Steyer floats, quickly walks back 'nuclear war' as 'course correction' for Trump
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Billionaire liberal activist Tom Steyer floated "nuclear war" in an interview this week as a possible "course correction" for the United States to rid the country of President TrumpDonald John TrumpRouhani says Iran will never seek nuclear weapons Trump downplays seriousness of injuries in Iran attack after US soldiers treated for concussions Trump says Bloomberg is 'wasting his money' on 2020 campaign MORE before quickly walking back the comment.

Steyer, a leading critic on the left calling for Trump's impeachment, told Rolling Stone in an interview that a nuclear conflict would be a "quicker" way to turn public opinion against Trump, likening the possibility to former President George W. Bush's deployment of U.S. troops to Afghanistan and Iraq.


"I remember 2006. What happened is that George W. Bush, he put us in two disastrous wars and we were headed toward the biggest financial disaster since the Great Depression," Steyer said.

"So if the answer is that we need those three things to happen for a course correction, I'd prefer to move a little quicker," he added. "Maybe we can have, like, a nuclear war and then we get a real course correction."

Steyer quickly walked back the remark in the interview, stressing that he was hoping to spur Trump's impeachment to prevent "suffering" of Americans and others around the world.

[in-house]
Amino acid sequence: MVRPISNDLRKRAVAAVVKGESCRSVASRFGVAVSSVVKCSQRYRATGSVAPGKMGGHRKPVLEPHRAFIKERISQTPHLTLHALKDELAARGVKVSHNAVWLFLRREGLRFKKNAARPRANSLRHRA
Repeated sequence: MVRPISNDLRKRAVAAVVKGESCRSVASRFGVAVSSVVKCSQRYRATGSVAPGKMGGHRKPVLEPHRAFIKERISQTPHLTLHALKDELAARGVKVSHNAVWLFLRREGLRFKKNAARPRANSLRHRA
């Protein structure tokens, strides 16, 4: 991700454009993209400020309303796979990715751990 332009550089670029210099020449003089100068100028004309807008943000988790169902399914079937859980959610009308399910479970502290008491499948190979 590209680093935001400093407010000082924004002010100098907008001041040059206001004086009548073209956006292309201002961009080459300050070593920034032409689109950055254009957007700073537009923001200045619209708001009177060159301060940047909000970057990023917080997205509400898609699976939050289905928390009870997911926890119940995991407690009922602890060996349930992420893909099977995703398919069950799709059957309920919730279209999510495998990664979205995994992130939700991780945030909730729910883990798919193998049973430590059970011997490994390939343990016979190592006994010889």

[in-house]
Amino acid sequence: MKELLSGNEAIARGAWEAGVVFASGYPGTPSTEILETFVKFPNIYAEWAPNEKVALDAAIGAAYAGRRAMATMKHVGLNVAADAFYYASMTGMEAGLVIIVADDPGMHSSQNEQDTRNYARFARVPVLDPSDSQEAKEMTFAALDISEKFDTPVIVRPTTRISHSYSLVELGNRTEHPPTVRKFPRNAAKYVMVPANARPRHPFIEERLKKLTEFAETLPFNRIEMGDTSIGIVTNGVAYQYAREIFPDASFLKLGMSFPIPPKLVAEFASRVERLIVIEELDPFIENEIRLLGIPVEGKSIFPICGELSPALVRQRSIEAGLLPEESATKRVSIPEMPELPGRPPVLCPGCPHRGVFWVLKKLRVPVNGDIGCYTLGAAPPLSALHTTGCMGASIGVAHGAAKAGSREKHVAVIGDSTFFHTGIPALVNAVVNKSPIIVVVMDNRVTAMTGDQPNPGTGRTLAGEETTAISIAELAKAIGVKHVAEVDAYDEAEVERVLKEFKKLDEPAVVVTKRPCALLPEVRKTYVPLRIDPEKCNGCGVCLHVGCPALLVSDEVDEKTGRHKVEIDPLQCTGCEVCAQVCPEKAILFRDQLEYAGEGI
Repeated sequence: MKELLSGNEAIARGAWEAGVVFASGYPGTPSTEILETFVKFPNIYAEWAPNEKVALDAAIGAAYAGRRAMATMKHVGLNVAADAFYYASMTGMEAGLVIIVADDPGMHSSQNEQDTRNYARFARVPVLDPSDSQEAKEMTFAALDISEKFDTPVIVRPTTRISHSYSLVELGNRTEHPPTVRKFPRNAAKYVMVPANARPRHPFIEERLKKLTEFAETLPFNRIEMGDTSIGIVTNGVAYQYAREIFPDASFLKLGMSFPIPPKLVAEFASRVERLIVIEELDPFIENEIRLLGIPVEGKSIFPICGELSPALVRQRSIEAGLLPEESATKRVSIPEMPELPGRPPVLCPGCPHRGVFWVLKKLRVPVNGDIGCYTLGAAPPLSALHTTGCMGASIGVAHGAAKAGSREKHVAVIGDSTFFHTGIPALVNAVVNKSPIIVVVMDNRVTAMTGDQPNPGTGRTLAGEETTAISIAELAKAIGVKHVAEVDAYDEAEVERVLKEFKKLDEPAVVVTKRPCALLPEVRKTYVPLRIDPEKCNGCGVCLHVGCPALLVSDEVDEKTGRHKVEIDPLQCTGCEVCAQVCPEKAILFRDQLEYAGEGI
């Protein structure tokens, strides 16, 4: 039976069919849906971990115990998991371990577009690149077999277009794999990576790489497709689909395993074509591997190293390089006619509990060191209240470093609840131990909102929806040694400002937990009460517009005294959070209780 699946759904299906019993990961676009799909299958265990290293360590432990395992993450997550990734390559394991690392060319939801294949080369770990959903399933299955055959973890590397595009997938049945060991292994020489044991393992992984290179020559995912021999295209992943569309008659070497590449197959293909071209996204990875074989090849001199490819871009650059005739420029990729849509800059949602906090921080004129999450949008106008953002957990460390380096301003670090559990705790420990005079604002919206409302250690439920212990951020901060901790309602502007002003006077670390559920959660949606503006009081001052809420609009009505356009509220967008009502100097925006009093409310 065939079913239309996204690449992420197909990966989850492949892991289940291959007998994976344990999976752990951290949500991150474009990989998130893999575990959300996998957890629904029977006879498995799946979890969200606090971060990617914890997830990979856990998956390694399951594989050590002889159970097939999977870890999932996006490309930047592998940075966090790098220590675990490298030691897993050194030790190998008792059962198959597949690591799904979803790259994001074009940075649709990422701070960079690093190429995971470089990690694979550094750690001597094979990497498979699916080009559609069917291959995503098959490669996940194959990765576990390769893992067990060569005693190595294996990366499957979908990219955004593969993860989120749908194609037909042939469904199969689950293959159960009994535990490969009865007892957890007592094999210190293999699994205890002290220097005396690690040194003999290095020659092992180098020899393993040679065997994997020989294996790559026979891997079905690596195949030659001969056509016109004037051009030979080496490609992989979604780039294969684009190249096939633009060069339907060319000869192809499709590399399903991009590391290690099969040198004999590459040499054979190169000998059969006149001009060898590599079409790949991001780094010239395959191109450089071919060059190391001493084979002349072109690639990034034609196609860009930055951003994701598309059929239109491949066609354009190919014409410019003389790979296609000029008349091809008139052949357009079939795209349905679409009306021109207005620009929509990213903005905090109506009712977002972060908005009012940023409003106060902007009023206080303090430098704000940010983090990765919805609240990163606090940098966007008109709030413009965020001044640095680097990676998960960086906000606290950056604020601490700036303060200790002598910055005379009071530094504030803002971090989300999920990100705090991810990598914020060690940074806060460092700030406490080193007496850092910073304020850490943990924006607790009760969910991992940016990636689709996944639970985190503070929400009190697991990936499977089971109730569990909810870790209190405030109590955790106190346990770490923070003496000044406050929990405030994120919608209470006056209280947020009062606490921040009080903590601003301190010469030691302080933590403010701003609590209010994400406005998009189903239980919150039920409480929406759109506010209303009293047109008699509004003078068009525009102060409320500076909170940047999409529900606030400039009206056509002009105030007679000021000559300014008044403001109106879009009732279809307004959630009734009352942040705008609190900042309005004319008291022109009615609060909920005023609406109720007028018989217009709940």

"I should be a little bit more tempered: I take back that remark about nuclear war. The correction happened because the United States got screwed, and American citizens lost their houses and American citizens lost their lives," he said.

"We're trying to act expeditiously to avoid the suffering of American citizens," Steyer concluded.

The liberal billionaire has spent millions of dollars on an ad campaign urging Democratic lawmakers to support articles of impeachment for the president if the Democrats retake the House in November's midterm elections.

Dozens of House lawmakers have signed on to the effort, but it has yet to gain support among party leadership including House Minority Leader Nancy PelosiNancy PelosiOvernight Health Care: Justices won't fast-track ObamaCare case before election | New virus spreads from China to US | Collins challenger picks up Planned Parenthood endorsement Why Senate Republicans should eagerly call witnesses to testify Trump health chief: 'Not a need' for ObamaCare replacement plan right now MORE (D-Calif.), who has dismissed the possibility of seeking impeachment for now.